New Coleman DonorGate ad: even more misleading than the DSCC’s

OK, this is bull:

Where to begin?

How about with Coleman’s opening words: “Al Franken’s 11th-hour attack …”

There is zero proof that Franken had anything to do with DonorGate, which the Pioneer Press noted today. The Coleman campaign has provided nothing indicating otherwise.

“Phony accusations filled with lies delivered anonymously to a Minnesota paper before being filed in a Texas court.”

The Strib has denied receiving the lawsuit before its filing, and the plaintiff’s lawyer has denied sending it. There’s still some question as to whether the Strib received some other kind of documentation; it appears they did. I’m still running that down. But Coleman’s camp has offered no evidence the accusations are phony, much less that Franken is linked to them. But Coleman’s campaign has provided no source, proof or clarity on this point, and I’ve asked. It’s their allegation.

“The vicious personal attack on my wife.”

Sigh. The suit targets Coleman donor Nasser Kazimeny, for a scheme he allegedly concocted with Laurie Coleman’s employer. That’s not an attack on her, but on a donor and an employer. I understand Coleman’s tactical imperative, but it deserves hearty mocking nevertheless.

“This time, Al Franken has crossed the line …”

See above.

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Comments (5)

  1. Submitted by John Olson on 11/01/2008 - 01:56 pm.

    Send the Franken and Coleman camps in their entirety to bed without any media privileges until Wednesday morning. Both sides have acted like spoilt children in the last couple of days and I am sick of it. From both sides.

  2. Submitted by Annalise Cudahy on 11/01/2008 - 01:57 pm.

    God, yes, this is pure crap.

    Can this get any worse? Wait, we have a few days left – it will.

  3. Submitted by Lynnell Mickelsen on 11/01/2008 - 02:51 pm.

    John Olson at comment #1 is doing the classic “pox on both houses” which many people like to do because it makes them feel above the fray, bi-partisan, post-partisan or whatever.

    It also relieves people of having to analyze the actions and come to any kind of conclusion about what happened and whether or not it’s important.

    In this case, the difference between the two lawsuits is huge. The legal action Norm filed first against the Franken campaign is the same thing Norm’s done in previous campaigns. He files a complaint about an ad and then drops it as soon as the campaign is over.

    The second case was not filed by the Franken campaign at all. It’s a bunch of Republicans in Texas suing each other over the control of a company. The case was filed in late October because it came 90 days after the founding CEO had been ordered to step down in late July. He had 90 days to contest the action. Just do the math and voila….we’re suddenly looking at a court action filed in late October.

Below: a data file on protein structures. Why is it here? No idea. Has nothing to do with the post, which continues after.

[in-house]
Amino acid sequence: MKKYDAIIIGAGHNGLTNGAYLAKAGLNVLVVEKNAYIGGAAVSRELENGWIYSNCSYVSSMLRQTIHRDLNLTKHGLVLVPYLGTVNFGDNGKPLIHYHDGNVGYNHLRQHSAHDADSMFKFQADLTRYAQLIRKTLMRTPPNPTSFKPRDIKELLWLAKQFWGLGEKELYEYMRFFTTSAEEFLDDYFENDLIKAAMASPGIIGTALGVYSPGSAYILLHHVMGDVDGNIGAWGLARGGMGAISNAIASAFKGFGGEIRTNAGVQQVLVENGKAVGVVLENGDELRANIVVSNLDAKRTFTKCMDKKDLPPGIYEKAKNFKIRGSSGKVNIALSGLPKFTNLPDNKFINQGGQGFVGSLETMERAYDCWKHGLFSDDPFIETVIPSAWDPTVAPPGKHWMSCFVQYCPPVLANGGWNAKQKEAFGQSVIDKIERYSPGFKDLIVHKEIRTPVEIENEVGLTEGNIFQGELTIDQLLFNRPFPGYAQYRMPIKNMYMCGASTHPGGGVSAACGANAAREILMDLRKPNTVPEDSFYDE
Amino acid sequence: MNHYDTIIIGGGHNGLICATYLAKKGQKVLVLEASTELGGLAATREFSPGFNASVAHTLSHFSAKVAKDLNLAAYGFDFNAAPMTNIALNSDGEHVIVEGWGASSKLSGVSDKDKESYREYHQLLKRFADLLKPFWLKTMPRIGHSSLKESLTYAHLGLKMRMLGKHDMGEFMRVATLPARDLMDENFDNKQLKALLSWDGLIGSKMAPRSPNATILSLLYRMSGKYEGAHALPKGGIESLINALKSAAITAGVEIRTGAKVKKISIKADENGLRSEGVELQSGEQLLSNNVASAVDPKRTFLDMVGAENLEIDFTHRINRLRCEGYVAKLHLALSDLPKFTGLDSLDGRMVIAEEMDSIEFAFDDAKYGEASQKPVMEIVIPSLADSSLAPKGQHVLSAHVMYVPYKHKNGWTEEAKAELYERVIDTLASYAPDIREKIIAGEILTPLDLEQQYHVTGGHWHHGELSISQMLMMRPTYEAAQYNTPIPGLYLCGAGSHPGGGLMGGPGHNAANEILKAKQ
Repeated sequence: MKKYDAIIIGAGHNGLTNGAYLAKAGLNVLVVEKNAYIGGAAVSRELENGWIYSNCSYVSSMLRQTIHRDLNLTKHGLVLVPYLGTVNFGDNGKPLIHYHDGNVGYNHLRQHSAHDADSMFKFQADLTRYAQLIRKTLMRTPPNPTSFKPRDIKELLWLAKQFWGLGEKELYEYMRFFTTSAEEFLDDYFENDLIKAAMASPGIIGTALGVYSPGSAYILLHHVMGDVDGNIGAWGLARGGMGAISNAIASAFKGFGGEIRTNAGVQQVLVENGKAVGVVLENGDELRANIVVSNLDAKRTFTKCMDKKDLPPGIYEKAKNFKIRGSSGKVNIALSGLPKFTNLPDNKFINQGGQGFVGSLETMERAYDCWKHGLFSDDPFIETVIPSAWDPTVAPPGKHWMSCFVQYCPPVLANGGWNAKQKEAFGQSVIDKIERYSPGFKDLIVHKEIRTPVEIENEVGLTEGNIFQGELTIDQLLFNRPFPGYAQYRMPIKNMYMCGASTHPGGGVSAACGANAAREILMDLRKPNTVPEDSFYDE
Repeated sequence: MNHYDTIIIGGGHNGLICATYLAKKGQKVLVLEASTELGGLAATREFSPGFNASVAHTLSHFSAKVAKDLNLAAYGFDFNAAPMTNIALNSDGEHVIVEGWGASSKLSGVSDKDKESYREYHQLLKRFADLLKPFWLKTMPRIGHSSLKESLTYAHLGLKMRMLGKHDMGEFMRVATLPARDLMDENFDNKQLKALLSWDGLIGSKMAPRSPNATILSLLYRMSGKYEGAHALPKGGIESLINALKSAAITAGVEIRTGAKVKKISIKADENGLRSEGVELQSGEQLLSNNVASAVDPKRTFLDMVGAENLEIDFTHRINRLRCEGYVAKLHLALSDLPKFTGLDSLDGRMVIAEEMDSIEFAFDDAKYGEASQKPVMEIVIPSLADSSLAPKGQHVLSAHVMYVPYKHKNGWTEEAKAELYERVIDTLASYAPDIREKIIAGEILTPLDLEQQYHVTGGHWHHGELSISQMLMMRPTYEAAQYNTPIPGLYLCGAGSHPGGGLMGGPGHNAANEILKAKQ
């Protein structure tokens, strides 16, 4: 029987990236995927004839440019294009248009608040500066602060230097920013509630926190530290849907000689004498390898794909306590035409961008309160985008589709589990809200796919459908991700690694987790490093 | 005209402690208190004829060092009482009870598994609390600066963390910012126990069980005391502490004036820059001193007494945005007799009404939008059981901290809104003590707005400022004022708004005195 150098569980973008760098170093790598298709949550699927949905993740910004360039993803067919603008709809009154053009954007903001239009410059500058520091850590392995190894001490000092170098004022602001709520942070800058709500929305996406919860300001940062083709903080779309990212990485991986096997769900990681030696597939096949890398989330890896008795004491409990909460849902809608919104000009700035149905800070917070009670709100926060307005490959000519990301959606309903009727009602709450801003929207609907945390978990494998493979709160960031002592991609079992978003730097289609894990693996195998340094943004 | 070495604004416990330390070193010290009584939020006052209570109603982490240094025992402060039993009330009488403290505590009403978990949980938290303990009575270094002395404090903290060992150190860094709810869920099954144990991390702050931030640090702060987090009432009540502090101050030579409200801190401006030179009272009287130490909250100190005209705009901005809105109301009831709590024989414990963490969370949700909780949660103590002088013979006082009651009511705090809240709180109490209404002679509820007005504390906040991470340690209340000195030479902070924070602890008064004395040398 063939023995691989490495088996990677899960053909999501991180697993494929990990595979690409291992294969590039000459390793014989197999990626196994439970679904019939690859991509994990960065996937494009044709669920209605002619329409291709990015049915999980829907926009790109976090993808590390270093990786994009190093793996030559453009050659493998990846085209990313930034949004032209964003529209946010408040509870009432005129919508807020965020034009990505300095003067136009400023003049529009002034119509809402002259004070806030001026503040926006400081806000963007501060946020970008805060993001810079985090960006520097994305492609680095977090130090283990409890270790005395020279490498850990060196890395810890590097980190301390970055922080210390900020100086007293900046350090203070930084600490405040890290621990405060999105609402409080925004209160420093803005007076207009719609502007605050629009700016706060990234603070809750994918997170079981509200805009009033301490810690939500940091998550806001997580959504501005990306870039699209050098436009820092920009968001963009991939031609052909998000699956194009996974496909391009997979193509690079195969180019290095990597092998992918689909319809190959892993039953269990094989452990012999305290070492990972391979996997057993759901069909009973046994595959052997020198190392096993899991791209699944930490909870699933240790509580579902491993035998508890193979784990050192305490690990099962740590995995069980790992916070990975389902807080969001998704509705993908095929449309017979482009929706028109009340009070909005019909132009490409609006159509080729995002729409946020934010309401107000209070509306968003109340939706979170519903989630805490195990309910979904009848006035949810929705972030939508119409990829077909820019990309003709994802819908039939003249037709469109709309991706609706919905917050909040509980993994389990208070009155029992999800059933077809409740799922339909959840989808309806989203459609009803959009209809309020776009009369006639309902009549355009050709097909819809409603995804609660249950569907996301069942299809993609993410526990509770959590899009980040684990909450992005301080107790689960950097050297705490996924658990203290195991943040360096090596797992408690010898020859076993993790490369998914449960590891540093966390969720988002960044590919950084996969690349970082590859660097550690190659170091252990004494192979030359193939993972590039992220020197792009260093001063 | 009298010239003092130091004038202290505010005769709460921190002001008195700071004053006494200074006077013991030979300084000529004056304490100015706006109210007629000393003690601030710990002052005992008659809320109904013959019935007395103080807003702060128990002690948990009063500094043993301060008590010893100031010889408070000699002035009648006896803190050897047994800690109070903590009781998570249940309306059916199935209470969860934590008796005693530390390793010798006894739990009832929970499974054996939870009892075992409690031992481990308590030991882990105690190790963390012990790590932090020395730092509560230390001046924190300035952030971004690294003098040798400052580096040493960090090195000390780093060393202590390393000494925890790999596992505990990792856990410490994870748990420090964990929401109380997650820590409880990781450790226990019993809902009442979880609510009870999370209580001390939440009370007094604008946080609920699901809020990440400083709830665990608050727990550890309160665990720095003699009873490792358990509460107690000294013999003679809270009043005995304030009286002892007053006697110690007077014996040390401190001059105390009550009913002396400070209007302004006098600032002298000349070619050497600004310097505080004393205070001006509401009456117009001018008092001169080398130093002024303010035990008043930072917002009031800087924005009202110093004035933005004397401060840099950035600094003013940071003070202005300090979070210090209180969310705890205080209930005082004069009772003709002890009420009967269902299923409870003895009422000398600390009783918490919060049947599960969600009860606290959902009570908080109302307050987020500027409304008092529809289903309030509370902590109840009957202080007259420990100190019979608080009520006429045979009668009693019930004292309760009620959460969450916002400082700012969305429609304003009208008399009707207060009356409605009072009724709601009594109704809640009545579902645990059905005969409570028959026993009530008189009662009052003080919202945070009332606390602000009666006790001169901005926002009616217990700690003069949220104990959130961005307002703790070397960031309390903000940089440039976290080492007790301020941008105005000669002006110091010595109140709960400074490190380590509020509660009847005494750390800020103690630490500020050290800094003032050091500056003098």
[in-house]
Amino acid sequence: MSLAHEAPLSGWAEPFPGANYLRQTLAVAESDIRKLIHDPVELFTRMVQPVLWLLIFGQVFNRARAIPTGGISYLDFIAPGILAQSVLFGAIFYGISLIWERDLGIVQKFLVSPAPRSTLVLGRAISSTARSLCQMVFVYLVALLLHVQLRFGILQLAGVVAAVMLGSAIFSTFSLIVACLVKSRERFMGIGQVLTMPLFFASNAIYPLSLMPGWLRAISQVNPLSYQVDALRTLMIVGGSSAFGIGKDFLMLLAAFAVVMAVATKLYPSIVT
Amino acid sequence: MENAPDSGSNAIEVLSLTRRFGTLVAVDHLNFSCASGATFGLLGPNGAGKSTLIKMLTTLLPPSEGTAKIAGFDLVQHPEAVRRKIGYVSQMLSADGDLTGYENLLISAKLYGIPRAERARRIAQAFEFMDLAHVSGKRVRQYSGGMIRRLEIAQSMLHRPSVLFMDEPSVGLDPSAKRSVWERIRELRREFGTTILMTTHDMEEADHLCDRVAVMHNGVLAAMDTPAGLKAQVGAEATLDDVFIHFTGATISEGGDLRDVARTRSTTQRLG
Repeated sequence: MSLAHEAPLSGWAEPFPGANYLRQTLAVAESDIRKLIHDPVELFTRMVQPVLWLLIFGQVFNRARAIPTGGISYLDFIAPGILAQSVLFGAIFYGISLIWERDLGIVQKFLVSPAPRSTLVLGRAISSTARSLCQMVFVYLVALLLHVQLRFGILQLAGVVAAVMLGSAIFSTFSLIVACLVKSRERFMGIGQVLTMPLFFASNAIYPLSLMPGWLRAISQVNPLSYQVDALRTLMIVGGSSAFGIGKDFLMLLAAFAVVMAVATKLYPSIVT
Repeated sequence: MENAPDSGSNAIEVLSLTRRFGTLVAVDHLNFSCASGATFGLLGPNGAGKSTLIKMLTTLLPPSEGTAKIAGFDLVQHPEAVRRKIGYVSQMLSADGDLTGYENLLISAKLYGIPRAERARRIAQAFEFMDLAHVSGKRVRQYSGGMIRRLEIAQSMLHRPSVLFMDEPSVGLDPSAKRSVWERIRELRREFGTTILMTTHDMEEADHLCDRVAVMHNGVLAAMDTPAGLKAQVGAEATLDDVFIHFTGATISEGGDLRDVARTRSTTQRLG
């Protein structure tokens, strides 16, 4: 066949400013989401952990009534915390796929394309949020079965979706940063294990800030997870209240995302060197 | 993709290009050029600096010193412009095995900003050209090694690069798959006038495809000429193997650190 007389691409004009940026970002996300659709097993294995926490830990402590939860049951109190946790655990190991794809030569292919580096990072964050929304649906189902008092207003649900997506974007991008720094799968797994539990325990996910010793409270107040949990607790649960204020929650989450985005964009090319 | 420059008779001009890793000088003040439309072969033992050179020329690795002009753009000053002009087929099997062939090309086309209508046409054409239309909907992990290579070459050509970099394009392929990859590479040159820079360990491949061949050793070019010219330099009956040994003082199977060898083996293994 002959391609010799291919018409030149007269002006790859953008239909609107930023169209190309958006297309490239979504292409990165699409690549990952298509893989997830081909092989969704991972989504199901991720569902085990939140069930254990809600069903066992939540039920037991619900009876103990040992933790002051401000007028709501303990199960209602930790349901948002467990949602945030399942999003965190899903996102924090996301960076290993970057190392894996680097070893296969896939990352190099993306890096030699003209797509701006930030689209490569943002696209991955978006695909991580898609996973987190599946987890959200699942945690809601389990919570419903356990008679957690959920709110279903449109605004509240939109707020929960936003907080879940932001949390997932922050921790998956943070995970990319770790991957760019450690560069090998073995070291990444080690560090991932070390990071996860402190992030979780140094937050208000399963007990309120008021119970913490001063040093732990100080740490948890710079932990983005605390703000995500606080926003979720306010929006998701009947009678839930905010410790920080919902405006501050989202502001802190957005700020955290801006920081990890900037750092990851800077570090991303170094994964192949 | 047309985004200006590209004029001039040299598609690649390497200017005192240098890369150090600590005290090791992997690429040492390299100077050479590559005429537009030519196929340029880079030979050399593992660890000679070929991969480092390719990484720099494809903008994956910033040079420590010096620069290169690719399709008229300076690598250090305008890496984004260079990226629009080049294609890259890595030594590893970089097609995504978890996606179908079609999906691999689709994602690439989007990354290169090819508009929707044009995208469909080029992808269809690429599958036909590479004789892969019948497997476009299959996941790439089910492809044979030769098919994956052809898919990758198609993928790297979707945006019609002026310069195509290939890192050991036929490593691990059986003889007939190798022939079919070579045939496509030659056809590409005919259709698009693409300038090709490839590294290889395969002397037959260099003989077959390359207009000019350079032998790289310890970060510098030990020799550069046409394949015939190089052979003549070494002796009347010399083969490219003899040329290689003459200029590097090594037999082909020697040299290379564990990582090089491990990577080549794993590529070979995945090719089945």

The part about Norm makes up three pages of a 30-page brief and it’s only one allegation among others, none of which have anything to do with Norm.

    But the allegation that one of Norm’s wealthy benefactors ordered underlings at the Texas company to funnel $100,000 to Norm’s wife for services unrendered because, as Norm’s pal said, “U.S. Senators don’t make (expletive deleted)” is a serious one. If proven, we’re talking felony charges against a few people. And the allegation comes up in a sworn affidavit with names, dates, times and copies of receipts.

    The two cases aren’t the same at all and to pretend that they are with a “pox on both houses” approach is lazy citizenship.

  4. Submitted by John Olson on 11/01/2008 - 03:49 pm.

    Tell you what Lynnell, perhaps people like me are more interested in selecting a candidate on the basis of what they stand for on the issues and whether or not I believe they can represent us in Washington responsibly and adequately. Not on the basis of who has the better legal team or fastest spinmeisters.

    From my vantage point, I agree with you on two key points:

    – Norm (or more accurately, Norm’s handlers with his consent–I presume) has once again filed one of those stupid lawsuits against his challenger at the 11th hour.

    – A bunch of Republicans in Texas are fighting amongst themselves and Norm allegedly gets caught in the backwash.

    If you are going to make your candidate selection on the basis of who has better lawyers and whether or not a particular set of allegations are true or false, that is your choice.

    What I am tired of are the endless ads from both camps and–especially–their respective partisan lemmings (think national committees and the 527s) that think people like me are too stupid to understand the difference between filet mignon and Spam. They are wrong.

    Your “lazy citizenship” retort isn’t needed. It simply diminished what I would agree are some otherwise astute observations on your part. We can agree to disagree on some things without having to resort to the personal attacks.

  5. Submitted by David Koski on 11/01/2008 - 04:45 pm.

    I agree with Lynell that John’s “pox” was a lazy equality. Distorting things out of proportion is an old problem and has been a very effective ploy. It is rather interesting how when one brings up a Coleman allegation, they invariably have to slap at Franken as well. Just because Coleman construes the Franken campaign as the conduit, doesn’t mean we should have to acknowledge it.

    My first impression of the ad was a likening to Bonnie and Clyde, but that was then and this is now.

    It was distrubing that the Star and Tribune would endorse Coleman on the anniversary of the Wellstone tragedy, but not objectively reporting Donorgate should really wake people up to the false right wing bias that the paper is accused of.

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